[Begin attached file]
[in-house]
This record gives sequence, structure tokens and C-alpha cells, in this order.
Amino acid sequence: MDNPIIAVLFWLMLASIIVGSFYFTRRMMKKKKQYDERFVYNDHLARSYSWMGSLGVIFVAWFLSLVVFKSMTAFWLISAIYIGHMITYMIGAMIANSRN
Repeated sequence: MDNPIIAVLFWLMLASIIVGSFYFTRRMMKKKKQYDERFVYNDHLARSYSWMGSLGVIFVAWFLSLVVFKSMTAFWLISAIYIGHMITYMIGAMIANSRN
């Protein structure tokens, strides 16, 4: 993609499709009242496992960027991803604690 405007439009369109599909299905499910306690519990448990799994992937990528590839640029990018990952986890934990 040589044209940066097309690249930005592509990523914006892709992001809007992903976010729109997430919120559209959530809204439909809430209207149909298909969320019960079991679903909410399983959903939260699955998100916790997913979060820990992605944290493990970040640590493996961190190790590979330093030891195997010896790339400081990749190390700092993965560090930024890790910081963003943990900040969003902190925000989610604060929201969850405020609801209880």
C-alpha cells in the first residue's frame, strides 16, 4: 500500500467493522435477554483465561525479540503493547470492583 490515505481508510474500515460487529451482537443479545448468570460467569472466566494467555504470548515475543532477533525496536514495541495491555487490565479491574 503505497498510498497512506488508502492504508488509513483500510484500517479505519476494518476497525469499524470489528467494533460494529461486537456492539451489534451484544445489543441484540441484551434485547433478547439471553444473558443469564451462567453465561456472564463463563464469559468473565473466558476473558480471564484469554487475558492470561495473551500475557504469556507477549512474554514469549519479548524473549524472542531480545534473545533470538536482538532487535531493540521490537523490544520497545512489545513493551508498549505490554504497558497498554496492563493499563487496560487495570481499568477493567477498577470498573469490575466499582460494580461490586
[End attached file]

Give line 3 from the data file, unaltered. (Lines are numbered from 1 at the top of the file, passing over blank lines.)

Amino acid sequence: MDNPIIAVLFWLMLASIIVGSFYFTRRMMKKKKQYDERFVYNDHLARSYSWMGSLGVIFVAWFLSLVVFKSMTAFWLISAIYIGHMITYMIGAMIANSRN